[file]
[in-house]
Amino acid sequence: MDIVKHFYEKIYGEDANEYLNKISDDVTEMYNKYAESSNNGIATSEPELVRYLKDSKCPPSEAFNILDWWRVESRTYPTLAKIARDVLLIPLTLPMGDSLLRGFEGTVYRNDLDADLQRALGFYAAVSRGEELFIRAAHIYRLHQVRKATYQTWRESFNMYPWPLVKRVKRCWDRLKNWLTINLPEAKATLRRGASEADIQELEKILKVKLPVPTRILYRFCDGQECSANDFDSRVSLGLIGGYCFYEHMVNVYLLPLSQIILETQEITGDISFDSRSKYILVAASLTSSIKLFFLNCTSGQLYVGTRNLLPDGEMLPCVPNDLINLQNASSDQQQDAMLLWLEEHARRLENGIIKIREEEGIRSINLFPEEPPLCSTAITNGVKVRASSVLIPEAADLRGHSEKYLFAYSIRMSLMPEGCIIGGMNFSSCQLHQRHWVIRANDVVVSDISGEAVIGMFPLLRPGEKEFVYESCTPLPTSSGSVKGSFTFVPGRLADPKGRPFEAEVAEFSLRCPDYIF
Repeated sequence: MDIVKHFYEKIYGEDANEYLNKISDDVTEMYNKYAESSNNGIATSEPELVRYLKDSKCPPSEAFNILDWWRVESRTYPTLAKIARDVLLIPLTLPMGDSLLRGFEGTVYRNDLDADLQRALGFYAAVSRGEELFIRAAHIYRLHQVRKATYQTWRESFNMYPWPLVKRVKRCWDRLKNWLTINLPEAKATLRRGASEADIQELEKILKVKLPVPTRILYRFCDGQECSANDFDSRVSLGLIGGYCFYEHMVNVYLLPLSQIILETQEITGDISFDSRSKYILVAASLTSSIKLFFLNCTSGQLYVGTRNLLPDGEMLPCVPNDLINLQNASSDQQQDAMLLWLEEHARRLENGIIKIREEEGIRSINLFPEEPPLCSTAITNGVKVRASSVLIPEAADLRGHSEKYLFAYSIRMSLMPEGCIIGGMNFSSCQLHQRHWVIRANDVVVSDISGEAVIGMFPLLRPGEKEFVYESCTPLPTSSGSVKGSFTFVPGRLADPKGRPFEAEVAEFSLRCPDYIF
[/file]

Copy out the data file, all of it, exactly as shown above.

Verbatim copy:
[in-house]
Amino acid sequence: MDIVKHFYEKIYGEDANEYLNKISDDVTEMYNKYAESSNNGIATSEPELVRYLKDSKCPPSEAFNILDWWRVESRTYPTLAKIARDVLLIPLTLPMGDSLLRGFEGTVYRNDLDADLQRALGFYAAVSRGEELFIRAAHIYRLHQVRKATYQTWRESFNMYPWPLVKRVKRCWDRLKNWLTINLPEAKATLRRGASEADIQELEKILKVKLPVPTRILYRFCDGQECSANDFDSRVSLGLIGGYCFYEHMVNVYLLPLSQIILETQEITGDISFDSRSKYILVAASLTSSIKLFFLNCTSGQLYVGTRNLLPDGEMLPCVPNDLINLQNASSDQQQDAMLLWLEEHARRLENGIIKIREEEGIRSINLFPEEPPLCSTAITNGVKVRASSVLIPEAADLRGHSEKYLFAYSIRMSLMPEGCIIGGMNFSSCQLHQRHWVIRANDVVVSDISGEAVIGMFPLLRPGEKEFVYESCTPLPTSSGSVKGSFTFVPGRLADPKGRPFEAEVAEFSLRCPDYIF
Repeated sequence: MDIVKHFYEKIYGEDANEYLNKISDDVTEMYNKYAESSNNGIATSEPELVRYLKDSKCPPSEAFNILDWWRVESRTYPTLAKIARDVLLIPLTLPMGDSLLRGFEGTVYRNDLDADLQRALGFYAAVSRGEELFIRAAHIYRLHQVRKATYQTWRESFNMYPWPLVKRVKRCWDRLKNWLTINLPEAKATLRRGASEADIQELEKILKVKLPVPTRILYRFCDGQECSANDFDSRVSLGLIGGYCFYEHMVNVYLLPLSQIILETQEITGDISFDSRSKYILVAASLTSSIKLFFLNCTSGQLYVGTRNLLPDGEMLPCVPNDLINLQNASSDQQQDAMLLWLEEHARRLENGIIKIREEEGIRSINLFPEEPPLCSTAITNGVKVRASSVLIPEAADLRGHSEKYLFAYSIRMSLMPEGCIIGGMNFSSCQLHQRHWVIRANDVVVSDISGEAVIGMFPLLRPGEKEFVYESCTPLPTSSGSVKGSFTFVPGRLADPKGRPFEAEVAEFSLRCPDYIF